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Lisa Millar with a G20 update. -

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North America correspondent Lisa Millar joins Lateline from Pittsburgh, Pennsylvania to discuss the
G20 summit.

Transcript

LEIGH SALES, PRESENTER: North America correspondent Lisa Millar, who is in Pittsburgh for the G20
summit, joins us.

Lisa, as we've just heard, Iran has admitted it has a second nuclear reactor. Has there been a
reaction from the leaders in Pittsburgh yet?

LISA MILLAR, NORTH AMERICA CORRESPONDENT: It is early morning in Pittsburgh, we are about half an
hour from the start of the opening session. We've been led to believe that reaction will come from
President Obama and the leaders of Britain and France. Of course, the US has been worried for a
long time that Iran has been working on an atomic weapon and this is just going to add to those
fears and perhaps confirming those fears.

President Obama is going to call for an immediate inspection from the IAEA of Iran, to find out
what is going on there. And as Karen remarked in her story, perhaps looking at even tougher
sanctions.

It is certainly a dramatic start to the second morning of the G20 summit.

LEIGH SALES: Kevin Rudd has been lobbying hard to have the G20 recognised as the body that will
deal with global financial regulation. It looks like he might get his wish.

LISA MILLAR: He has certainly been remarking on this at every opportunity; at the UN, at speeches
for the last five or six days. I've been following him around New York. It has been his great wish
that the G20 would replace older, more static organisations like the G8, which of course Australia
is not a member of, which was built from wealthy industrial countries.

Kevin Rudd has always felt the G20 should be the place where conversations between the world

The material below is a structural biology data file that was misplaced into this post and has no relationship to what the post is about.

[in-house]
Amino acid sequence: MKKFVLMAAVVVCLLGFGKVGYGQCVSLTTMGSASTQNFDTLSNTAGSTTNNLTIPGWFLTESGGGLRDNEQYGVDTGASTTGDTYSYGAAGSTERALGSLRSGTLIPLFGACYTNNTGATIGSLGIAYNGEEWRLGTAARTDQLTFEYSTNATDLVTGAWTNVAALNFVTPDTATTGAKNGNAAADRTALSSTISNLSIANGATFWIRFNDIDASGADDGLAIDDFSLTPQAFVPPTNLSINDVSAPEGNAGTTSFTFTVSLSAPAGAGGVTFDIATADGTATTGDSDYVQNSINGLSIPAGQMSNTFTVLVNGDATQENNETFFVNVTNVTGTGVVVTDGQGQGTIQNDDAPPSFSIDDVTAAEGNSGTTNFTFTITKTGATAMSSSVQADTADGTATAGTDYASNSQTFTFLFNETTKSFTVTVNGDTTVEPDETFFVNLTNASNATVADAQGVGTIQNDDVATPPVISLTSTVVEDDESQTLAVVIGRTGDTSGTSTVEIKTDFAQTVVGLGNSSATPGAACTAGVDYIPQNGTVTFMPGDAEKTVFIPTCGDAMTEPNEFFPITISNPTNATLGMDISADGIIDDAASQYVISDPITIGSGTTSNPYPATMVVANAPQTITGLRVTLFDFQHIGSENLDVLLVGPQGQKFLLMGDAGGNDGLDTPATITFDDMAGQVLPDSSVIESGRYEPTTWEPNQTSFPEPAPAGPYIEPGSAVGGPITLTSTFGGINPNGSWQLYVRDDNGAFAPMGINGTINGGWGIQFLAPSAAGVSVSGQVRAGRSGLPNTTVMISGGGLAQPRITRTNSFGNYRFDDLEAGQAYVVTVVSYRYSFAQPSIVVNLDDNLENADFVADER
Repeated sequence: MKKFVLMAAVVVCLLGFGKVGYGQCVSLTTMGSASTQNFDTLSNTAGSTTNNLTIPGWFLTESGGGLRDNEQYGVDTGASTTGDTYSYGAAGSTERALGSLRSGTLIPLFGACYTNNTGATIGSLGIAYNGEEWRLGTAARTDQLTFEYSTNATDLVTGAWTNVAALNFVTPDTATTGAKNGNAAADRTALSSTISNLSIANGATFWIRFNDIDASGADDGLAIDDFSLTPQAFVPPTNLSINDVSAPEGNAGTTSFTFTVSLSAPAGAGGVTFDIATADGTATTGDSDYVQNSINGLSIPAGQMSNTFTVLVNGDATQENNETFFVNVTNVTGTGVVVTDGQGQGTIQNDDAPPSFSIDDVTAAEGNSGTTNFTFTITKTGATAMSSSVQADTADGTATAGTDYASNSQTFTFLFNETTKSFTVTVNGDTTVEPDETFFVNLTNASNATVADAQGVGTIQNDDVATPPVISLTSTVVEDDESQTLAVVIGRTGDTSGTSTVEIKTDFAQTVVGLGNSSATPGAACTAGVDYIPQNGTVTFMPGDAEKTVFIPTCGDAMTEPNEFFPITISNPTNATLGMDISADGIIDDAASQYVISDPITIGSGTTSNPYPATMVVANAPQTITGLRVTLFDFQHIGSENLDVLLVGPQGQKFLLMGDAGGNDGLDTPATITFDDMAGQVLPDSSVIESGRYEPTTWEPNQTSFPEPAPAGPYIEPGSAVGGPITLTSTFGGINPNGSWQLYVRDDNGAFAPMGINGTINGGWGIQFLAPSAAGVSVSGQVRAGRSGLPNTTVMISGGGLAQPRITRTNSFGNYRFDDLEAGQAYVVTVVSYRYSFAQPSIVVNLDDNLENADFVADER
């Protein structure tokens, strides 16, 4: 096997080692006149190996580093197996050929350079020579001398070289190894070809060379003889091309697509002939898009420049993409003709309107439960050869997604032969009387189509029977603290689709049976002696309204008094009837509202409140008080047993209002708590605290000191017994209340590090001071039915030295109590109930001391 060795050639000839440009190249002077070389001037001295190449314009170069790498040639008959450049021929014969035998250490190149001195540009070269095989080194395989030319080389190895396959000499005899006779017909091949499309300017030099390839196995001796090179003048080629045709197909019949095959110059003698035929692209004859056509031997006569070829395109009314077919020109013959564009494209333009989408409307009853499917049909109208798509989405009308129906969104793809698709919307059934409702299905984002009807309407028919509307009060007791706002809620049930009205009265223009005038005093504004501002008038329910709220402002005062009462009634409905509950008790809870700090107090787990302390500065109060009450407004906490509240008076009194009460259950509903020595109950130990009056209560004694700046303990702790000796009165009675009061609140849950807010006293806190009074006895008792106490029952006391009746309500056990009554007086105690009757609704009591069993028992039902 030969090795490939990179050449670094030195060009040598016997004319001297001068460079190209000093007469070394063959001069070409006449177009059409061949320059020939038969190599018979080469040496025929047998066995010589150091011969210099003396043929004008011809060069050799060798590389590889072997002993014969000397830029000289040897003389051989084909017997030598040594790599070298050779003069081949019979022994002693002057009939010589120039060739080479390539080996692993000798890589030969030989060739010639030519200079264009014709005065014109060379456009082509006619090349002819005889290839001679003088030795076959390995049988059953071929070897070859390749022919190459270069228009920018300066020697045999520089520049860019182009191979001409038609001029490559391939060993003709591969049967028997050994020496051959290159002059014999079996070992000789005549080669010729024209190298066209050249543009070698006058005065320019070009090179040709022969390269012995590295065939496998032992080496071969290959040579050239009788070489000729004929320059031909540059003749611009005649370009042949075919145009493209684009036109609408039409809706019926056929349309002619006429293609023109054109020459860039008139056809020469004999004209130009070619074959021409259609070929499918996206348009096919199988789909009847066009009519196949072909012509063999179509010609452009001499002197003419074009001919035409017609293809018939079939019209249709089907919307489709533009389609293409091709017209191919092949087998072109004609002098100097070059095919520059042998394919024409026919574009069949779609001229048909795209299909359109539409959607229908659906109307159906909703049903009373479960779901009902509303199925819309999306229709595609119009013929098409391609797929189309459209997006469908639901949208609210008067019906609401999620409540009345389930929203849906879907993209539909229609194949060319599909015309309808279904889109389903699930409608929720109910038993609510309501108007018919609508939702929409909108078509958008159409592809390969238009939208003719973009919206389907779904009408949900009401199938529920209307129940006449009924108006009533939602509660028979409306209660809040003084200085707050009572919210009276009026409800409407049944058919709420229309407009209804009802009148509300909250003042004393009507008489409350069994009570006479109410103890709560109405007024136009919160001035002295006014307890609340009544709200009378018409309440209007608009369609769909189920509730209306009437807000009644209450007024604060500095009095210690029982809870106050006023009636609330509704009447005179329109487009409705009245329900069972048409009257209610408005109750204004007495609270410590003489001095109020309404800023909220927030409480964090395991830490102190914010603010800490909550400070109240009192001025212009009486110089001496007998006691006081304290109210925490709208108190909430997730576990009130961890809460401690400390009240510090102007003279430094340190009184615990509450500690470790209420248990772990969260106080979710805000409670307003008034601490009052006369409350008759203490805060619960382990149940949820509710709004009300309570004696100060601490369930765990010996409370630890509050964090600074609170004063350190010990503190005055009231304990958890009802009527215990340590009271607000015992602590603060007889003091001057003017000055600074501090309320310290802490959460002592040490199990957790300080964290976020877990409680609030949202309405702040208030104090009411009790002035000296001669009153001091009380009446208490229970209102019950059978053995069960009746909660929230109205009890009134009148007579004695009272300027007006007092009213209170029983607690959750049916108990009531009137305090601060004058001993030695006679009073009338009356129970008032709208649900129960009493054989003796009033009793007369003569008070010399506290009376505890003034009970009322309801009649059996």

leaders take place, and this is clearly the indication we have had overnight from the White House -
that this is going to be the way forward today. By the end of today there will be a resolution,
perhaps in the communiqué at the end of the day, that the G20 becomes the preeminent forum for
world leaders to discuss not only financial and economic issues, not only dealing with the global
financial crisis, but all other issues where the G20, who are the big economies of the world, can
deal with.

LEIGH SALES: It's not like Pittsburgh is exactly an international destination. Why is the G20
meeting there?

LISA MILLAR: Well in fact, when it was announced at a White House briefing many months ago that
Pittsburgh would be the venue for the meeting, there was a snigger amongst the White House corp.
Pittsburgh took that to heart and was determined to prove it had moved beyond its reputation of
being a former rundown steel town and had reinvented itself into a hi-tech hub, as it were.

I must confess, I was surprised myself when I arrived here, it's a very attractive town and it is I
guess becoming an emblem of what the G20 is hoping many cities can become. It boasts an
unemployment rate of less than the national average here in America and it's certainly determined
to put on a pretty good show for the G20.